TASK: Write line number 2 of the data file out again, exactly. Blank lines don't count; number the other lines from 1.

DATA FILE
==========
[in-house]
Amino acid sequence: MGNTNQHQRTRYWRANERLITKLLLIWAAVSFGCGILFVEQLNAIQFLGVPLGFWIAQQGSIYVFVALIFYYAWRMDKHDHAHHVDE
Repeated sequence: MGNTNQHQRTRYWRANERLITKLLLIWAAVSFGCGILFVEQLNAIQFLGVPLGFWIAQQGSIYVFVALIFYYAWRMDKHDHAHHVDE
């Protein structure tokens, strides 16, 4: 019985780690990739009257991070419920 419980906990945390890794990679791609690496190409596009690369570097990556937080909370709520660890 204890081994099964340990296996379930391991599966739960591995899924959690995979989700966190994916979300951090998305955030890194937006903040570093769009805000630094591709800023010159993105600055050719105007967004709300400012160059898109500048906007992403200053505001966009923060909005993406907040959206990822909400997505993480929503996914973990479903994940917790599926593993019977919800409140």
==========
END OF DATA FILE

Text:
Amino acid sequence: MGNTNQHQRTRYWRANERLITKLLLIWAAVSFGCGILFVEQLNAIQFLGVPLGFWIAQQGSIYVFVALIFYYAWRMDKHDHAHHVDE